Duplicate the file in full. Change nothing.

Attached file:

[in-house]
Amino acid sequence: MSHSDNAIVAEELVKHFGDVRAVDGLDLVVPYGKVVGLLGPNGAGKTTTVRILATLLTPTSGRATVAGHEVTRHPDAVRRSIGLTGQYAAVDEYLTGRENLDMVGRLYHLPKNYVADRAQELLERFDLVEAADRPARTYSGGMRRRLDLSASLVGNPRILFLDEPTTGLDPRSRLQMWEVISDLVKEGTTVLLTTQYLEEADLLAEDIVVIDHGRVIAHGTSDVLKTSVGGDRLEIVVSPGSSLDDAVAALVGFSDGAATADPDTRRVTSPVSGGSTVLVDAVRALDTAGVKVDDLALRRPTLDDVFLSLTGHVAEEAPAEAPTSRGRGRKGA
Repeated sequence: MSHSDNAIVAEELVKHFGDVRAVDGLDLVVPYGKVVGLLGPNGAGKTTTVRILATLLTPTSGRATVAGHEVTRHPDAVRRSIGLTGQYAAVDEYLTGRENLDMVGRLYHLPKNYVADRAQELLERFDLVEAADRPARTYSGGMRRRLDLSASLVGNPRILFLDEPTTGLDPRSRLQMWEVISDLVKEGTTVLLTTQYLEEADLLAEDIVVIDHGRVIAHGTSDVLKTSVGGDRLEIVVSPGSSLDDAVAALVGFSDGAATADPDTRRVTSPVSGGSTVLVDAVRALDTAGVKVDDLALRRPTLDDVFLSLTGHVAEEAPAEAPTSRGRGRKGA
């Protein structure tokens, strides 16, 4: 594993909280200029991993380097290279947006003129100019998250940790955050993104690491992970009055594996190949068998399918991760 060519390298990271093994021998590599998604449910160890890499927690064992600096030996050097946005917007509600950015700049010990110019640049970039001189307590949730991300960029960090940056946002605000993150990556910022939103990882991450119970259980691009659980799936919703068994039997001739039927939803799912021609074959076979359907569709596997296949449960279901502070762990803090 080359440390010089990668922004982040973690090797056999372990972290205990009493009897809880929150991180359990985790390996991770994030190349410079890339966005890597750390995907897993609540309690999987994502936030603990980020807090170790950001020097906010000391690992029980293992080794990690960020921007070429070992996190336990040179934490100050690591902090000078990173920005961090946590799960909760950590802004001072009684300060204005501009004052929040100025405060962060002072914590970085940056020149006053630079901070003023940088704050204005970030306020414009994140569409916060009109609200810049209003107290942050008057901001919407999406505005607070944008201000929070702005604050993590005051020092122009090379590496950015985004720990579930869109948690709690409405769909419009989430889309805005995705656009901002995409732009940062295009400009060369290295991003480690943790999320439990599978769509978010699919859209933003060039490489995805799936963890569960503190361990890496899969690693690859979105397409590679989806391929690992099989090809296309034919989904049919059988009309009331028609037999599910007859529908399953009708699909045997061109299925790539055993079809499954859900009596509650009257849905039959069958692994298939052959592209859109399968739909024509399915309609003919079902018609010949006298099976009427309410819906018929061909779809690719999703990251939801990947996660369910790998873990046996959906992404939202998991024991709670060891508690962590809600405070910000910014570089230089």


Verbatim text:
[in-house]
Amino acid sequence: MSHSDNAIVAEELVKHFGDVRAVDGLDLVVPYGKVVGLLGPNGAGKTTTVRILATLLTPTSGRATVAGHEVTRHPDAVRRSIGLTGQYAAVDEYLTGRENLDMVGRLYHLPKNYVADRAQELLERFDLVEAADRPARTYSGGMRRRLDLSASLVGNPRILFLDEPTTGLDPRSRLQMWEVISDLVKEGTTVLLTTQYLEEADLLAEDIVVIDHGRVIAHGTSDVLKTSVGGDRLEIVVSPGSSLDDAVAALVGFSDGAATADPDTRRVTSPVSGGSTVLVDAVRALDTAGVKVDDLALRRPTLDDVFLSLTGHVAEEAPAEAPTSRGRGRKGA
Repeated sequence: MSHSDNAIVAEELVKHFGDVRAVDGLDLVVPYGKVVGLLGPNGAGKTTTVRILATLLTPTSGRATVAGHEVTRHPDAVRRSIGLTGQYAAVDEYLTGRENLDMVGRLYHLPKNYVADRAQELLERFDLVEAADRPARTYSGGMRRRLDLSASLVGNPRILFLDEPTTGLDPRSRLQMWEVISDLVKEGTTVLLTTQYLEEADLLAEDIVVIDHGRVIAHGTSDVLKTSVGGDRLEIVVSPGSSLDDAVAALVGFSDGAATADPDTRRVTSPVSGGSTVLVDAVRALDTAGVKVDDLALRRPTLDDVFLSLTGHVAEEAPAEAPTSRGRGRKGA
């Protein structure tokens, strides 16, 4: 594993909280200029991993380097290279947006003129100019998250940790955050993104690491992970009055594996190949068998399918991760 060519390298990271093994021998590599998604449910160890890499927690064992600096030996050097946005917007509600950015700049010990110019640049970039001189307590949730991300960029960090940056946002605000993150990556910022939103990882991450119970259980691009659980799936919703068994039997001739039927939803799912021609074959076979359907569709596997296949449960279901502070762990803090 080359440390010089990668922004982040973690090797056999372990972290205990009493009897809880929150991180359990985790390996991770994030190349410079890339966005890597750390995907897993609540309690999987994502936030603990980020807090170790950001020097906010000391690992029980293992080794990690960020921007070429070992996190336990040179934490100050690591902090000078990173920005961090946590799960909760950590802004001072009684300060204005501009004052929040100025405060962060002072914590970085940056020149006053630079901070003023940088704050204005970030306020414009994140569409916060009109609200810049209003107290942050008057901001919407999406505005607070944008201000929070702005604050993590005051020092122009090379590496950015985004720990579930869109948690709690409405769909419009989430889309805005995705656009901002995409732009940062295009400009060369290295991003480690943790999320439990599978769509978010699919859209933003060039490489995805799936963890569960503190361990890496899969690693690859979105397409590679989806391929690992099989090809296309034919989904049919059988009309009331028609037999599910007859529908399953009708699909045997061109299925790539055993079809499954859900009596509650009257849905039959069958692994298939052959592209859109399968739909024509399915309609003919079902018609010949006298099976009427309410819906018929061909779809690719999703990251939801990947996660369910790998873990046996959906992404939202998991024991709670060891508690962590809600405070910000910014570089230089």